NOX2 levels increased from baseline to pre-discharge in patients with angiographic MVO (20.25 (15-24.75) pg/ml vs 25.50 (17-29.25) pg/ml, p=0.02), but not in MR patients (p=0.45), with a significant interaction between baseline and pre-discharge levels among the two groups (p=0.04). The levels of 8-iso-PGF2α showed a trend to increase from baseline to pre-discharge in angiographic MVO patients (295 (183.50-389.25) pmol/l vs 322 (206-370) pmol/l, p=0.06), but not in patients with MR (p=0.56), with a trend for interaction between baseline and pre-discharge levels among the two groups (p=0.09).
Patients with MVO, but not those with myocardial reperfusion, have a sustained increase of NOX2 and 8-iso-PGF2α. Therapies targeting NOX2 or high dosage antioxidants should be tested for MVO prevention and treatment.
European heart journal. Acute cardiovascular care. 12/2013; 2(4):379-88.
[Show abstract][Hide abstract] ABSTRACT: Parvovirus (PV) B19 DNA is detected in endothelial cells and may cause endothelial dysfunction which is involved in in-stent restenosis. We aimed at performing an exploratory analysis that evaluated if PVB19 DNA at the culprit coronary stenosis would be associated with an increased rate of major adverse cardiac events (MACE) after coronary stenting.
Consecutive patients undergoing stent implantation for stable or unstable coronary artery disease were enrolled. Serology for PVB19 infection and presence of DNA for PVB19 on balloons used for predilatation were assessed in all patients. MACE rate, as a composite of cardiac death, myocardial infarction (MI) or clinically driven target lesion revascularization (TLR) was obtained at twenty-four month follow-up. Adjusted hazard ratio (HR) with 95% confidence interval (CI) was calculated for variables associated with MACE.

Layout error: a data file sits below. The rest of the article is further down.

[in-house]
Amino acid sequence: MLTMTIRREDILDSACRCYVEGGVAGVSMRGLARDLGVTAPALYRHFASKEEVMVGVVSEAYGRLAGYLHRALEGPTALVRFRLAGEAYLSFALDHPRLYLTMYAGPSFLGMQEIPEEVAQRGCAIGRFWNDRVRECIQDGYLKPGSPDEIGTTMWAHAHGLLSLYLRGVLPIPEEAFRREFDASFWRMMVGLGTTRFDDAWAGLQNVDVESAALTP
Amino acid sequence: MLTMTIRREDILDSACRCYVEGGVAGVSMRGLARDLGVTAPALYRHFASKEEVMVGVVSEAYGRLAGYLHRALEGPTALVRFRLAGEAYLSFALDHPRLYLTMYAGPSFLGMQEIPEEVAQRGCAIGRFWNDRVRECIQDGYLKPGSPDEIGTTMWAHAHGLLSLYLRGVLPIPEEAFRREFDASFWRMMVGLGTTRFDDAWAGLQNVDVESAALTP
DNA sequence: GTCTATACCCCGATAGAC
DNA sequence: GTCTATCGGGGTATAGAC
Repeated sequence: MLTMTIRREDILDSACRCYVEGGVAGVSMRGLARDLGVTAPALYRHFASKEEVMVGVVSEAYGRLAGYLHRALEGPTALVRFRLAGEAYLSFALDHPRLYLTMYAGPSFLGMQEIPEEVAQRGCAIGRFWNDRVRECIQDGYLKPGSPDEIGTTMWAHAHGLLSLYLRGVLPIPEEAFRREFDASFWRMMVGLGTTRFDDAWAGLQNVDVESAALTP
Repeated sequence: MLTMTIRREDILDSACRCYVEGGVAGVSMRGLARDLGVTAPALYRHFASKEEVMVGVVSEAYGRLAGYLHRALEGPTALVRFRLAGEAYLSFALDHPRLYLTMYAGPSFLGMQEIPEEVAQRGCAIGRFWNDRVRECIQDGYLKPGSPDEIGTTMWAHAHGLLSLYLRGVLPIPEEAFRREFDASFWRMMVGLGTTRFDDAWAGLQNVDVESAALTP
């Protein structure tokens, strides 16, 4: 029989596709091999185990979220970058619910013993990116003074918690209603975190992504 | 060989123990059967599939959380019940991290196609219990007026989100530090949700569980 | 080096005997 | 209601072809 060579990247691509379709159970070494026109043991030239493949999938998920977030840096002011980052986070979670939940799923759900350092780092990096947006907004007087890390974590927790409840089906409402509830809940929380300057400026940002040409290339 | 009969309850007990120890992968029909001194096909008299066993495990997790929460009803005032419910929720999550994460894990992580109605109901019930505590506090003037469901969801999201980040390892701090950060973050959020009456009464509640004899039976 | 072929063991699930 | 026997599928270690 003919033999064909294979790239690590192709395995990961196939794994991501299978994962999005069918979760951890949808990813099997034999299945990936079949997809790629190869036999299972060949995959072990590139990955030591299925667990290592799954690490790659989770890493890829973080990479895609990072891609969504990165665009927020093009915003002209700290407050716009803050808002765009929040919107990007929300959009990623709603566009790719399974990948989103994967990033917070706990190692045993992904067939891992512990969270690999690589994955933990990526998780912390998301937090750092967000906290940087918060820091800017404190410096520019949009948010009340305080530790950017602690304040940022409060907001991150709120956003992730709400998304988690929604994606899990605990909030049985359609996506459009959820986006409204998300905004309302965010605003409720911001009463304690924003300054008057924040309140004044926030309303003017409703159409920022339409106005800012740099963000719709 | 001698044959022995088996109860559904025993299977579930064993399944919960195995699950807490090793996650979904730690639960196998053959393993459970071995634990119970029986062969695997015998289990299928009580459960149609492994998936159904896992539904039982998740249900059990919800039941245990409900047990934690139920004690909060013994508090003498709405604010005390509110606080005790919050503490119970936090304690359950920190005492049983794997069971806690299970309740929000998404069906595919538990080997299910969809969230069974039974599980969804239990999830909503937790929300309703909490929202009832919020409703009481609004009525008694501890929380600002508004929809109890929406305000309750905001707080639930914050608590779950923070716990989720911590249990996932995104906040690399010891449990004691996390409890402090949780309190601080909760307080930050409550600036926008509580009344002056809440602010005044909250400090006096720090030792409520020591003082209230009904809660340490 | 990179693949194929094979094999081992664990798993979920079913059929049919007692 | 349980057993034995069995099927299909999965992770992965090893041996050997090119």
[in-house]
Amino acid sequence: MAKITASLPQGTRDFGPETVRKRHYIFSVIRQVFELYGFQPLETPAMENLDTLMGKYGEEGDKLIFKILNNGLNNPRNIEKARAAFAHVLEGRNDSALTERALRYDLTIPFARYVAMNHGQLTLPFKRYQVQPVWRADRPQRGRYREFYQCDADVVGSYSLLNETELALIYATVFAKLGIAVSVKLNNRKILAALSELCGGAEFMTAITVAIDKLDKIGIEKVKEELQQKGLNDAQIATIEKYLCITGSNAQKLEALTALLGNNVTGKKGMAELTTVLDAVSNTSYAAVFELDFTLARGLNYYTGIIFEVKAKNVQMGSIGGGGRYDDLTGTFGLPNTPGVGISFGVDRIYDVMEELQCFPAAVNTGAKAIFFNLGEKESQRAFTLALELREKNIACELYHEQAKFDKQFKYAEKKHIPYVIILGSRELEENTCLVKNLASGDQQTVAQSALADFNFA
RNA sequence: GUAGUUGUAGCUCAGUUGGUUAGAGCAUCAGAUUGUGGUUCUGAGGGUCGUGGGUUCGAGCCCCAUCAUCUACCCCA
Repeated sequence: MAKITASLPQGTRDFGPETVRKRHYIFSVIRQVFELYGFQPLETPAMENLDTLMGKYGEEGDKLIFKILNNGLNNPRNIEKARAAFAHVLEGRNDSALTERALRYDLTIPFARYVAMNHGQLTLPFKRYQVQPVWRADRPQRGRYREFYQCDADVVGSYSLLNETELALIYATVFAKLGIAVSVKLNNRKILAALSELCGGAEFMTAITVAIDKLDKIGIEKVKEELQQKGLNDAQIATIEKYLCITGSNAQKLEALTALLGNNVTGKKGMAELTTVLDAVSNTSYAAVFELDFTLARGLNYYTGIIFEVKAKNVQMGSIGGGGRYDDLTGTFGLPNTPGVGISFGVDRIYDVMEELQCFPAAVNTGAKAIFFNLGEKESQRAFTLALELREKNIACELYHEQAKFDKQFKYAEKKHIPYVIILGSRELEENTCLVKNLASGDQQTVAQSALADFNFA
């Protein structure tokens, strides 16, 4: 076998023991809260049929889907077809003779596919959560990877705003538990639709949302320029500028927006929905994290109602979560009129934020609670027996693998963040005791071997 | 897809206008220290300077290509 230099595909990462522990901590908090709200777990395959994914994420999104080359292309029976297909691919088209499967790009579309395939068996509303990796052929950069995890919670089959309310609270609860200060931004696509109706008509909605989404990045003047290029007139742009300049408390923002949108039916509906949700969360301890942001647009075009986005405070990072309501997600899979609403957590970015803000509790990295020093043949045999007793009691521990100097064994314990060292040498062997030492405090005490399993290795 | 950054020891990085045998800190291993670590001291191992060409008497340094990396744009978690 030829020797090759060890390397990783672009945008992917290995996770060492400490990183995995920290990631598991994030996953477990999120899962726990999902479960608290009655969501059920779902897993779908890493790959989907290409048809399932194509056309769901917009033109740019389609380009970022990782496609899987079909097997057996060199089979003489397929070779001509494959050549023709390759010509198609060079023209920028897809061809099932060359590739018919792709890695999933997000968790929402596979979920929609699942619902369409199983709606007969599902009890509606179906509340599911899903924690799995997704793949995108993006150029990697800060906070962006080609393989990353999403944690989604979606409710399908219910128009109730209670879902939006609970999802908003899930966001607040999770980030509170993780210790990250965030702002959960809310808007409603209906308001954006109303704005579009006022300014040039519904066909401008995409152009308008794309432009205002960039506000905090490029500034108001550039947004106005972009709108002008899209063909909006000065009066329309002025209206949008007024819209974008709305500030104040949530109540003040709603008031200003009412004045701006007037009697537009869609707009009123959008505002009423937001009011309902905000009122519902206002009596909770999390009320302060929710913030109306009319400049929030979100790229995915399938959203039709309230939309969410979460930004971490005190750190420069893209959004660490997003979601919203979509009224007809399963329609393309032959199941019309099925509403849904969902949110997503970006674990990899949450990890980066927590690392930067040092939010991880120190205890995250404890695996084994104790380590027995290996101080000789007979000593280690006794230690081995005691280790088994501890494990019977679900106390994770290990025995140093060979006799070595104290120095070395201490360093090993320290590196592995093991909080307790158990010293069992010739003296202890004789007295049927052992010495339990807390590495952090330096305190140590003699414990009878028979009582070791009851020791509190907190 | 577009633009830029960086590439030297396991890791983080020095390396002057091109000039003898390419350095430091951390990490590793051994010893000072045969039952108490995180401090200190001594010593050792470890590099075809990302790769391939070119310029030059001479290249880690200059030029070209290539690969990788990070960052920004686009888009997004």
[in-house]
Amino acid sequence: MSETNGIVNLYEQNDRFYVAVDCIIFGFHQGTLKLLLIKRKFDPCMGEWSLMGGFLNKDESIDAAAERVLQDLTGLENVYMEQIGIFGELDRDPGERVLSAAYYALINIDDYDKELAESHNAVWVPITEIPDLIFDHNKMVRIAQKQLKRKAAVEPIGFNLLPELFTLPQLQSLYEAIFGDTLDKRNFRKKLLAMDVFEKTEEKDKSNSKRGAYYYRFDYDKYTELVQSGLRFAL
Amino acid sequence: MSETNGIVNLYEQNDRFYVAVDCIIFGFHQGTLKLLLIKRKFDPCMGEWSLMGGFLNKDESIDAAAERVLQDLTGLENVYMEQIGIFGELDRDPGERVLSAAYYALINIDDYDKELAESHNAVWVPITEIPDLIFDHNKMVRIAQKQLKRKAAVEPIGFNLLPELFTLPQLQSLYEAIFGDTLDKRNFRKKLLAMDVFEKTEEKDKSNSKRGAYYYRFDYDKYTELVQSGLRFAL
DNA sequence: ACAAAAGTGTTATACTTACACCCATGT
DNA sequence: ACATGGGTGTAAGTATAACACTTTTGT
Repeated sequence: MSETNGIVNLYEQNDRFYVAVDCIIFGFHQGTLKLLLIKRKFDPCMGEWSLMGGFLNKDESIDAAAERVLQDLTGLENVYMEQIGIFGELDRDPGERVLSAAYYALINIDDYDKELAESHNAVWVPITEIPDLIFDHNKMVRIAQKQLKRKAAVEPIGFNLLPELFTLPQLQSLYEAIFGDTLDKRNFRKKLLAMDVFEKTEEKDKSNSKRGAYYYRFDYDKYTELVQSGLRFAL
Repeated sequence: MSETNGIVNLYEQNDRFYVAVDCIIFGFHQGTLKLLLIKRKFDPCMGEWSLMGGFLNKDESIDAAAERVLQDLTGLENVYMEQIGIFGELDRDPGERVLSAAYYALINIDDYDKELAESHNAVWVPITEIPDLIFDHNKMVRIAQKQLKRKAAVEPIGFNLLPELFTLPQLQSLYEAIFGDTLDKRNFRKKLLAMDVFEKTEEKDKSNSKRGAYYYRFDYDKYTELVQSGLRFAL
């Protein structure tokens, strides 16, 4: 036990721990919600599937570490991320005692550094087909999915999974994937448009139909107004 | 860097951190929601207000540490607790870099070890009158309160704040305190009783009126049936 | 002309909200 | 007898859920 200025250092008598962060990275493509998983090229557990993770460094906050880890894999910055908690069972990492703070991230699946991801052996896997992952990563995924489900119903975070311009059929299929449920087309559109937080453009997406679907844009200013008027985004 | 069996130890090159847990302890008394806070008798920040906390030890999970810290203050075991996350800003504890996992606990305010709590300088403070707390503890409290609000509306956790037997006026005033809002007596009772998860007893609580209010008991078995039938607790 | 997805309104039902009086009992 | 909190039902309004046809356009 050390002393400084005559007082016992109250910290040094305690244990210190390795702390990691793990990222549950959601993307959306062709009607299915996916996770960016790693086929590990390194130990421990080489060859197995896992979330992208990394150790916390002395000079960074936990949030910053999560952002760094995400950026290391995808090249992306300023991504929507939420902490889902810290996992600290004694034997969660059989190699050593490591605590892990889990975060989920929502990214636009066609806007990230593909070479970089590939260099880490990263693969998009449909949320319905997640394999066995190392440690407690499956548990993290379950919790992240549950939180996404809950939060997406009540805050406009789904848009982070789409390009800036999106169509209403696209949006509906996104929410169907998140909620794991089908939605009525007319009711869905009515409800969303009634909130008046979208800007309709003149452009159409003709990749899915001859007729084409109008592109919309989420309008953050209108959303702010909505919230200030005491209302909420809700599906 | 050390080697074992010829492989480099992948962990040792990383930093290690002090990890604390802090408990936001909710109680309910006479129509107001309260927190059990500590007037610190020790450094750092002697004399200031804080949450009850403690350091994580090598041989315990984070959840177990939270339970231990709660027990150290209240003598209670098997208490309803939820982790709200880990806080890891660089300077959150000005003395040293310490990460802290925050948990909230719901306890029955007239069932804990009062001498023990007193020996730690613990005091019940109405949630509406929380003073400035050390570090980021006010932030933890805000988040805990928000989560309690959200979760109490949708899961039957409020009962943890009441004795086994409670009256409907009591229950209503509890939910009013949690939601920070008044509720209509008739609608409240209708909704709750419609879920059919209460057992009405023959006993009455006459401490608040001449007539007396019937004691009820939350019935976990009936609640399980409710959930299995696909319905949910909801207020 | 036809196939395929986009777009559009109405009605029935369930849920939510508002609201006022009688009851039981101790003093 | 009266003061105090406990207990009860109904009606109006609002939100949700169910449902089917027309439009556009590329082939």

One-hundred and nine patients [age 66±10, male sex 89 (82%)] were enrolled. At 24 month follow-up, 18 patients experienced a MACE. Two patients (2%) experienced MI, while 16 patients (15%) experienced clinically driven TLR. At multiple Cox regression analysis, the presence of PVB19 DNA on the balloon and the use of bare-metal stents were independent predictors of MACE [HR 3.30, 95% CI (1.12-10.08), P=0.03 and HR 4.19, 95%CI (1.60-10.94), P=0.003].
PVB19 DNA detected on the balloon used for dilatation of coronary stenosis before stent implantation is associated with MACE rate at follow-up, mainly due to clinically driven TLR. The results of this exploratory analysis should be confirmed in a larger population. This article is protected by copyright. All rights reserved.
European Journal of Clinical Investigation 11/2013; · 3.37 Impact Factor
[Show abstract][Hide abstract] ABSTRACT: No-reflow after primary percutaneous coronary intervention (pPCI) may be reversible. 40 patients undergoing pPCI were evaluated by assessing either improvement or lack of changes regarding angiographic and electrocardiographic indexes of no-reflow between admission and pre-discharge. Myeloperoxidase (MPO; in nanograms per milliliter), C-reactive protein (CRP; in milligrams per liter), endothelin-1 (ET-1; in nanograms per milliliter), angiopoietin-2 (Ang-2, in picograms per milliliter), and their pre-discharge/basal values variations (Δ) were related to no-reflow evolution. ΔMPO and ΔCRP were greater in patients with sustained no-reflow or lack of ST-segment resolution (STR) as compared with those with reversible no-reflow or lack of STR (p = 0.033, p = 0.04, p < 0.001, and p = 0.001, respectively), whereas ΔET-1 was similar in the two groups. ΔAng-2 was greater in patients with sustained no-reflow or lack of STR as compared with those with reversible no-reflow or lack of STR (p = 0.01 and 0.044, respectively). Bigger ΔMPO, ΔCRP (increasing levels), and ΔAng-2 (decreasing levels) are associated with sustained no-reflow, thus they might have a role in no-reflow evolution.
Journal of Cardiovascular Translational Research 09/2013; · 3.06 Impact Factor